Shattering Shibboleths

OK, it’s a fair cop – I’ll come quietly.  As you have guessed, this post is purely a flimsy device to attempt to justify the title.  The title would make quite a good expletive in a callback to Fiddlesticks! but that is not the justification I will be using – no lazy journalism here (largely as a result of the absence of journalism, rather than any intrinsic lack of laziness).

Identity is a curious thing, the statements and beliefs we use to define ourselves and the groups to which we do, or do not, belong are more mutable than might be imagined.  Or, at least, mine are – but then I am willing to challenge them from time-to-time with a mind at least slightly ajar – and so by extension this must be true for everyone (I will admit this is stretching use of the principle of induction a very long way past its breaking point, but what can you do?).  Whilst my absolute detestation of the brussels sprout and all it stands for remains in tact (and largely unchallenged) and is a continuing source of tension between myself and the Belgians, two cornerstones of my musical faith have crumbled and fallen in the last few days.

The appearance of music by Sibelius on a concert programme or Radio 3 has previously been enough to ensure my non-attendance or re-tuning (delete as appropriate).  However, on Saturday night I did see and perhaps, more relevantly hear, the City of Cambridge Symphony Orchestra playing his First Symphony – obviously, I went to hear Tom Poster (an artist whose name, playing and apparently sunny disposition I very much admire) play Brahms First Piano Concerto but as I’d paid for the second half I figured I might as well stick around.  Imagine my horror to discover I actually enjoyed it and am now strongly considering going to upcoming performances of the Finn’s 2nd and 7th symphonies.  But, worse was to follow this lunchtime…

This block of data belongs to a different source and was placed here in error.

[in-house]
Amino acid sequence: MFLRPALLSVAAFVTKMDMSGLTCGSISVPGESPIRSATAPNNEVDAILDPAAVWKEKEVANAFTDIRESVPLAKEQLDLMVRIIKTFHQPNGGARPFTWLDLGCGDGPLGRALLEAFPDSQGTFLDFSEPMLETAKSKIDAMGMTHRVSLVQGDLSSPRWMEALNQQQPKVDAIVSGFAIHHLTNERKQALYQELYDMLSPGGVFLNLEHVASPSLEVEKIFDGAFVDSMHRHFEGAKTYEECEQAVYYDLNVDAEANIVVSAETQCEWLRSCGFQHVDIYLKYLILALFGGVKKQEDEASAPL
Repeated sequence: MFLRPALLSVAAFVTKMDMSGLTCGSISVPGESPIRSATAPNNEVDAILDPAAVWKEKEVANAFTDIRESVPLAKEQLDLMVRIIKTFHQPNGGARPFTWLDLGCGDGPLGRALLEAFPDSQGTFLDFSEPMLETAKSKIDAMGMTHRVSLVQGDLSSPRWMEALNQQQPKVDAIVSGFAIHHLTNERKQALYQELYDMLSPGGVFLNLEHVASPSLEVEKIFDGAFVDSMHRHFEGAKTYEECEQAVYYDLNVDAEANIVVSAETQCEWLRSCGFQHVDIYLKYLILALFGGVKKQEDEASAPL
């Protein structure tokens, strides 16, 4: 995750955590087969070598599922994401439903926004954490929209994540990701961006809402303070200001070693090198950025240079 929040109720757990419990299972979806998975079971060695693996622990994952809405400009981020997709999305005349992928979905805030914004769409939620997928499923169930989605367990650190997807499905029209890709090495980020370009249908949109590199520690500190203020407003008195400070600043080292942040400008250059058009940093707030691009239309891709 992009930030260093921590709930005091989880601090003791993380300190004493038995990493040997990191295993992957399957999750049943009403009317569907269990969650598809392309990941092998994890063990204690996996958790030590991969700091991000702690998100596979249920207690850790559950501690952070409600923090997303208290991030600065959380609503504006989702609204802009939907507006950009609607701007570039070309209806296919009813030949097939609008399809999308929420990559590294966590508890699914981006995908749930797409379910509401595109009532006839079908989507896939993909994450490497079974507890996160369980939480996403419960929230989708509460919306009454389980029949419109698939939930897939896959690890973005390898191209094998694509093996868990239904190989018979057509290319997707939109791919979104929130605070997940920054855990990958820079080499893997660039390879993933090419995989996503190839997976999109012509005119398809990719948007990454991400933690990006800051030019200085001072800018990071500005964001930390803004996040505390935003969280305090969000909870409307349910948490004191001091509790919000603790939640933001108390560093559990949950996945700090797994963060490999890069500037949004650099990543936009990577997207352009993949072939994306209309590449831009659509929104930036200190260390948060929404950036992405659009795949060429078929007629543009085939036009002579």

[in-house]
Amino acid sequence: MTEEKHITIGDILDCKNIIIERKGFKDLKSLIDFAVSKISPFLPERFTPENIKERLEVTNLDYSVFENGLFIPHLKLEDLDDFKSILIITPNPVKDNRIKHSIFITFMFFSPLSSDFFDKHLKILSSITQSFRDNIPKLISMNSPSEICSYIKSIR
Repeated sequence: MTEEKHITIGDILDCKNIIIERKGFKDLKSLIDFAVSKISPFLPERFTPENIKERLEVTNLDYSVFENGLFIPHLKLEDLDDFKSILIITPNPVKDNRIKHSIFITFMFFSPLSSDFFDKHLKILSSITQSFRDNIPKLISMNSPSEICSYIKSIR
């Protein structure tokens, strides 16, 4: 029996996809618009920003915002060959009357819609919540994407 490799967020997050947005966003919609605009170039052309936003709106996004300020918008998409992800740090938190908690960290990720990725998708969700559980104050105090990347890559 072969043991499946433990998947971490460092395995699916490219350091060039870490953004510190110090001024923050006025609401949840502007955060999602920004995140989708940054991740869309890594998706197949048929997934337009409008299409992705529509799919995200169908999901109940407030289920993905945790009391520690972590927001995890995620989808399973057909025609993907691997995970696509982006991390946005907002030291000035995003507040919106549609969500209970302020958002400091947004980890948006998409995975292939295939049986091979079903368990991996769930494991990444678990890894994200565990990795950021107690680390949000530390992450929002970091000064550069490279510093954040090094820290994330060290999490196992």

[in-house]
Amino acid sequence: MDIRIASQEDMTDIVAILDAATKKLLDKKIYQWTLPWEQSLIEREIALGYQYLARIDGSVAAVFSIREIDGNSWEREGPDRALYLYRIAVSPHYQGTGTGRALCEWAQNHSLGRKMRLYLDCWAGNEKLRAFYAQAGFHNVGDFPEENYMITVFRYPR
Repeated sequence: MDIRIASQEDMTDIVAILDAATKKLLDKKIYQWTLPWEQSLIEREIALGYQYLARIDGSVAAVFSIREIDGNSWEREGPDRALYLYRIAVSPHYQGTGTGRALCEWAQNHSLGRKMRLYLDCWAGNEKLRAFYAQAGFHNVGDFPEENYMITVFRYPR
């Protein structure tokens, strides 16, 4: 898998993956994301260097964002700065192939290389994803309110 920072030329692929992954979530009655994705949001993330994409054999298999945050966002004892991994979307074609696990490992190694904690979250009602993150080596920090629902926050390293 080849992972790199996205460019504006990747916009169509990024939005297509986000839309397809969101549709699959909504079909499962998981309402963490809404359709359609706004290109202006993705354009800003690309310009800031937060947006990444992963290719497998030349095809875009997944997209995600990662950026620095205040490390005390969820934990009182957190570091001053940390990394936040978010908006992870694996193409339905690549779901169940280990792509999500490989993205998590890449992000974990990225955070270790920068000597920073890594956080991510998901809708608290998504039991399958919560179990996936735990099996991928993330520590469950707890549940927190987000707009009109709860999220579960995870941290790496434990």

Along with my unreasoning hatred to Sibelius, I also nurture a festering dislike of Béla Bartók – well not so much the man (we’ve never met, and it’s probably a bit late now -much as he is himself) as his music.  I can probably trace this to an unfortunate encounter with the Miraculous Mandarin in Melbourne (yes, I do try and arrange my life to maximise its alliterative potential).

At today’s Cambridge University Lunchtime Concert, I found myself hugely enjoying his Contrasts – perhaps assisted by the stunning playing, but I suppose I would have grudgingly to admit that old Béla must have had something to do with it.

Whatever next?  If I start liking Ligeti, it will definitely be time to hie me to a nunnery (and to hell with the physical).

Feel free to continue the lunacy...

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